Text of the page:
Ultracold molecules have important applications that range from quantum simulation and computation to precision measurements probing physics beyond the Standard Model. Optical tweezer arrays of laser-cooled molecules, which allow control of individual particles, offer a platform for realizing this full potential. In a recent issue of Science, Harvard physics grad student Loïc Anderegg and colleaguesin Prof. John Doyle's group report on creating an optical tweezer array of laser-cooled calcium monofluoride molecules. This platform has also allowed scientists to observe ground-state collisions of laser-cooled molecules both in the presence and absence of near-resonant light.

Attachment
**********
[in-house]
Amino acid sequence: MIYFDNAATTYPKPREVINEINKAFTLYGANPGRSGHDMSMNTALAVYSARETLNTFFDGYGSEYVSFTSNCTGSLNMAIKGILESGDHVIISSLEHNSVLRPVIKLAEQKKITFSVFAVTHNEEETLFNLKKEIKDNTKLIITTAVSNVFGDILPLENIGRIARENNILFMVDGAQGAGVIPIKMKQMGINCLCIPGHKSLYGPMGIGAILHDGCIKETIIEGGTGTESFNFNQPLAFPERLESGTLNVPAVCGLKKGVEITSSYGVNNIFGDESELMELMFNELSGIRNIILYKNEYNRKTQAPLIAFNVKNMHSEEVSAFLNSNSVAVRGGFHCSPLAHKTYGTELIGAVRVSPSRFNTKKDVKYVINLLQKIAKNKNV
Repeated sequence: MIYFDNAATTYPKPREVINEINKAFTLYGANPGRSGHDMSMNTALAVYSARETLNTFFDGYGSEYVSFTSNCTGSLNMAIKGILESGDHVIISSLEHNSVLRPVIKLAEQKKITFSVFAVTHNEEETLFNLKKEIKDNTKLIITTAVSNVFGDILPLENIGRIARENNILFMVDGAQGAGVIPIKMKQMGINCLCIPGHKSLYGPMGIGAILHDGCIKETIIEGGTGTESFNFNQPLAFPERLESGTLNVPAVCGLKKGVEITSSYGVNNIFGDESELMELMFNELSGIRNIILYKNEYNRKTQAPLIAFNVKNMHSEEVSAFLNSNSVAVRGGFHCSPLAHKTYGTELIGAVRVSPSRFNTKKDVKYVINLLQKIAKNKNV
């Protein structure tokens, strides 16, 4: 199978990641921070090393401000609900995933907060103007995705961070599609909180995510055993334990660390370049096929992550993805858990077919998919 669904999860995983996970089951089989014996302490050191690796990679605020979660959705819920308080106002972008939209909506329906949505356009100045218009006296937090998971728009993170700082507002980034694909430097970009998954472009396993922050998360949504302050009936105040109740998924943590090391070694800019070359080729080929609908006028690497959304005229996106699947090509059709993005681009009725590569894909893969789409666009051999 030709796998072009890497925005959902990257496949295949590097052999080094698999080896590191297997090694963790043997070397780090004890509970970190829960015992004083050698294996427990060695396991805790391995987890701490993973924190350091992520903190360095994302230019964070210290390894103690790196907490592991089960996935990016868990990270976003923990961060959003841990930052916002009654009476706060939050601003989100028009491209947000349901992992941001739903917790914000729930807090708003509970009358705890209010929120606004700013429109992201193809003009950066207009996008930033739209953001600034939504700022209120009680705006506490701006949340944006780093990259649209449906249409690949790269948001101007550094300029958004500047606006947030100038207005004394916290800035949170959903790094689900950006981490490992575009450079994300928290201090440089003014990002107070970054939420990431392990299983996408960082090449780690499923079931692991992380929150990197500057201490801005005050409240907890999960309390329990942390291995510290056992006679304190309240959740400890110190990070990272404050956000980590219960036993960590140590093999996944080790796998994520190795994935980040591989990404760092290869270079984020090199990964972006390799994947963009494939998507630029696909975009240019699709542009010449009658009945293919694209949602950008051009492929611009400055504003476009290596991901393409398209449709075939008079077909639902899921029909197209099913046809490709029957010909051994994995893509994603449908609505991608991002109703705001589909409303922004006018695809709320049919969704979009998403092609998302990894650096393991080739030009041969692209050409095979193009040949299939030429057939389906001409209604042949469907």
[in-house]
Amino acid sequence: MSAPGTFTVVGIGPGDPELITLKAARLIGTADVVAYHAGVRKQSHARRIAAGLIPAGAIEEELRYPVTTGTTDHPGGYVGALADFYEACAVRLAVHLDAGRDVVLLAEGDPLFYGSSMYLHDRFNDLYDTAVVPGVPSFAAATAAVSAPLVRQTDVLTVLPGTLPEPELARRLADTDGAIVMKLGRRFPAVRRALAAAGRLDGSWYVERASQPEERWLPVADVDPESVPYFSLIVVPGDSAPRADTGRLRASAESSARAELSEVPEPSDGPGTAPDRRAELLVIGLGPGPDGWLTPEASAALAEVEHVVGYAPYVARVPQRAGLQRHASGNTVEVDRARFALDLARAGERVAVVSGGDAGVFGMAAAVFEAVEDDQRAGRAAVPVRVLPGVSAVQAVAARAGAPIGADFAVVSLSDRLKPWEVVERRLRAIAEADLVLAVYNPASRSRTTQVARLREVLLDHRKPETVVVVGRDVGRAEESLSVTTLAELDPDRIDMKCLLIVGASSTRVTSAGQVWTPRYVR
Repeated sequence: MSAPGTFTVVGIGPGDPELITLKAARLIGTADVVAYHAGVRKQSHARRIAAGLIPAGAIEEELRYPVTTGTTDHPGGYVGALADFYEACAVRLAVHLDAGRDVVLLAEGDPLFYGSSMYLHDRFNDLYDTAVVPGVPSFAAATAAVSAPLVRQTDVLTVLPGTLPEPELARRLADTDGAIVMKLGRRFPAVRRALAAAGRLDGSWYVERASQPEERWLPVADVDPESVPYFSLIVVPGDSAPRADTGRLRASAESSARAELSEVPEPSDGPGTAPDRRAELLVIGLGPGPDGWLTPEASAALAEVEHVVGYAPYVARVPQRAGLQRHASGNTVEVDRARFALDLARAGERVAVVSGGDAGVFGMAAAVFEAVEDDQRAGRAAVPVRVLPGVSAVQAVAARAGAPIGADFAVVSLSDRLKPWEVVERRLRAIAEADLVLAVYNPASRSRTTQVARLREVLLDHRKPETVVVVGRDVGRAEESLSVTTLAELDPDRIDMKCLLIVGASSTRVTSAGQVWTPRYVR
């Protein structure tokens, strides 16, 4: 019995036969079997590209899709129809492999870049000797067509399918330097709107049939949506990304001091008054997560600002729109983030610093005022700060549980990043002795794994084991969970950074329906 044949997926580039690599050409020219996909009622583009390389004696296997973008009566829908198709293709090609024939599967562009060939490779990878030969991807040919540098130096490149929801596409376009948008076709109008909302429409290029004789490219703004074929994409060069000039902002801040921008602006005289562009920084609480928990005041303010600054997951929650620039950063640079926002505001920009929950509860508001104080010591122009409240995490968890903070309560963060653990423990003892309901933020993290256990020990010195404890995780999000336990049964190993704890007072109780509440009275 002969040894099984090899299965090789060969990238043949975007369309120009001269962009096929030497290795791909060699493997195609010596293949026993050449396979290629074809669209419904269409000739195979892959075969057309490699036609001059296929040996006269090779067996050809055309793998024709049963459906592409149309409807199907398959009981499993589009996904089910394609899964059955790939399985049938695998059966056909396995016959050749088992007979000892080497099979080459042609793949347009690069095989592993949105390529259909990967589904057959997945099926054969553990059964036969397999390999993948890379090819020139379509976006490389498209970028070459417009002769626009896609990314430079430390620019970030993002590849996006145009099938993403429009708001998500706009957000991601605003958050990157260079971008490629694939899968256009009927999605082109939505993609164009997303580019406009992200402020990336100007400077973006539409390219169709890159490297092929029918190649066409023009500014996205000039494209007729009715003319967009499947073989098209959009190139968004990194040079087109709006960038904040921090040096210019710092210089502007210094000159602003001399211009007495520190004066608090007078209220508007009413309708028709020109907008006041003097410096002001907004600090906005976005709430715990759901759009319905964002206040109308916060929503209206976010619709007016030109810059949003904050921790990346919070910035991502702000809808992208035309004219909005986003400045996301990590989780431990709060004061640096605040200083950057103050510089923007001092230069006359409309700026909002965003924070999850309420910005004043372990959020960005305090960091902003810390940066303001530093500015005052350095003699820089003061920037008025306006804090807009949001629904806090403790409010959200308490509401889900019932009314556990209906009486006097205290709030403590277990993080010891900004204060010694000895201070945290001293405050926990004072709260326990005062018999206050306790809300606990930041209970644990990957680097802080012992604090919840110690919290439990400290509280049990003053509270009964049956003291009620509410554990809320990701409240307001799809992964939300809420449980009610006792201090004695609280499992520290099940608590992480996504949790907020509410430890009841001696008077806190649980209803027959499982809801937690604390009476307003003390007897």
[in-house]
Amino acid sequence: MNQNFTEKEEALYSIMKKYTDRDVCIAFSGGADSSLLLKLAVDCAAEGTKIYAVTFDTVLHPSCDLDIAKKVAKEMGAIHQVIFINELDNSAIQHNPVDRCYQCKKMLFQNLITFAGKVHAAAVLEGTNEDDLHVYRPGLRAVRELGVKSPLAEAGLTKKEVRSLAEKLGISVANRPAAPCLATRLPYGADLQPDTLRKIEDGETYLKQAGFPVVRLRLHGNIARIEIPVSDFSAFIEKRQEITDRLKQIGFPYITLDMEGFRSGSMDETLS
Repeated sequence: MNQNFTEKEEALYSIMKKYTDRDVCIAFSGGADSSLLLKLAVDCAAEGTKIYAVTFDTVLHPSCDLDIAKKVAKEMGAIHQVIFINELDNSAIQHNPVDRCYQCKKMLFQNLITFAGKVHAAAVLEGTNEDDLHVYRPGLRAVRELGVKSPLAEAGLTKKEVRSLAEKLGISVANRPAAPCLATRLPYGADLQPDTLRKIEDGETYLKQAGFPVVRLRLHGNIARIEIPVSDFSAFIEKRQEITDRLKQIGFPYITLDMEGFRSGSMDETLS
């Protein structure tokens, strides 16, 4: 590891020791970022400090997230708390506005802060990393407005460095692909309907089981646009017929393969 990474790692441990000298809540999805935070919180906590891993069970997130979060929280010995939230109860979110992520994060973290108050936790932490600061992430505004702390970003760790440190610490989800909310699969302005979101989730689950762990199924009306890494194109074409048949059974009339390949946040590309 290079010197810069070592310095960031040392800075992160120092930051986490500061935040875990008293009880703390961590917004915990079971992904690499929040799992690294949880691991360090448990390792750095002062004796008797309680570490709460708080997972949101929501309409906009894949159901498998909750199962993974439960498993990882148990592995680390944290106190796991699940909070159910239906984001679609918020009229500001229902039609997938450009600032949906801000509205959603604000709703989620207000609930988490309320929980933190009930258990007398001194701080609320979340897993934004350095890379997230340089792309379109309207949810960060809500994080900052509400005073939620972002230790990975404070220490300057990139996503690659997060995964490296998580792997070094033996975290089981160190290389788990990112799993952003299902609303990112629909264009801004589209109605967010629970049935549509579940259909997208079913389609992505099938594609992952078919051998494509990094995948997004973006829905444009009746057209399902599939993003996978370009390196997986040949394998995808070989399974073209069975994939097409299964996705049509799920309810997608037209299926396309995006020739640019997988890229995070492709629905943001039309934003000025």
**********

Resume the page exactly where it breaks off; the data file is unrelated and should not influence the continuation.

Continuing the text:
See: L. Anderegg, L.W. Cheuk, Y. Bao, S. Burchesky, W. Ketterle, K.-K. Ni, and J.M. Doyle, "An Optical Tweezer Array of Ultracold Molecules," Science 365 (13 Sep 2019) https://doi.org/10.1126/science.aax1265.
Read The Harvard Gazette article: Peter Reuell, "Tiny tweezers," October 2, 2019. https://news.harvard.edu/gazette/story/2019/10/harvard-scientists-use-optical-tweezers-to-capture-ultracold-molecules/